'Vote for Trump or else': Florida voters receive threatening emails linked to overseas servers

'Vote for Trump or else': Florida voters receive threatening emails linked to overseas servers
Young mixed-race woman, seen from high viewpoint as she casts vote with others at polling station in electionShutterstock/ vesperstock

Dozens of Florida voters and others residing in heavily-Democratic counties across several states have received threatening emails warning them to vote for President Donald Trump in the upcoming presidential election or suffer consequences.

Ahead of early voting, Democratic voters in Alachua County, Fla., began receiving the disturbing emails. Voters in Alaska and Arizona also reported receiving the same message.

The subject line for the email reads: "Vote for Trump or else!"

Targeting voters registered as Democrats, the email message opens with a disturbing statement telling potential voters all of their personal information has been exposed as the sender claims to have infiltrated the "entire voting infrastructure."

The sender also warned Democrats to vote for Trump or they would "come after" them. Voters are also being told to change their political party affiliation so it can serve as confirmation of agreement to the terms of the threat.

"We are in possession of all your information (email, address, telephone… everything)," the message stated. "You are currently registered as a Democrat and we know this because we have gained access into the entire voting infrastructure. You will vote for Trump on Election Day or we will come after you. Change your party affiliation to Republican to let us know you received our message and will comply. We will know which candidate you voted for. I would take this seriously if I were you."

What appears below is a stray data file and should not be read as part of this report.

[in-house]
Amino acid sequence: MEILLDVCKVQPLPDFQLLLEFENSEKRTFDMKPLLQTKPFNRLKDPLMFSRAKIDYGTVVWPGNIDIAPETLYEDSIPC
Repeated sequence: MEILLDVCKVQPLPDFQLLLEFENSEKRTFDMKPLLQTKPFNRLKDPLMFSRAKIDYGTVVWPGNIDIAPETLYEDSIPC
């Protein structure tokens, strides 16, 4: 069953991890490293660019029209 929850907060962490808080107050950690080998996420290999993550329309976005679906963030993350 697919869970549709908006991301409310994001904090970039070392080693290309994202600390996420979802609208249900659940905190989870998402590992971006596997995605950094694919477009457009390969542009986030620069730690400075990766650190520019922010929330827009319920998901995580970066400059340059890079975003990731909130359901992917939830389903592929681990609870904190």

Although initial investigative findings suggest the emails were sent from the right-wing group The Proud Boys' official email address "info@officialproudboys.com," a review of the source code embedded in seven of the emails suggests the messages were sent from an overseas server linked to "IP addresses linked to servers located in Saudi Arabia, the United Arab Emirates and Estonia," according to CBS News.

However, Dmitri Alperovitch, former chief technology officer of the cybersecurity firm CrowdStrike, explained why the IP addresses do not necessarily reveal the exact location the emails were sent from. He also weighed in on the verbiage in the email.

"It could be that they are simply relaying through this infrastructure," Alperovitch told CBS News in an email. "In fact, given how this email was sent, using their web interface, that's most likely the case — that the people behind this found a vulnerable server in Saudi through which they can route lots of emails."

The latest developments come just two weeks before election day.

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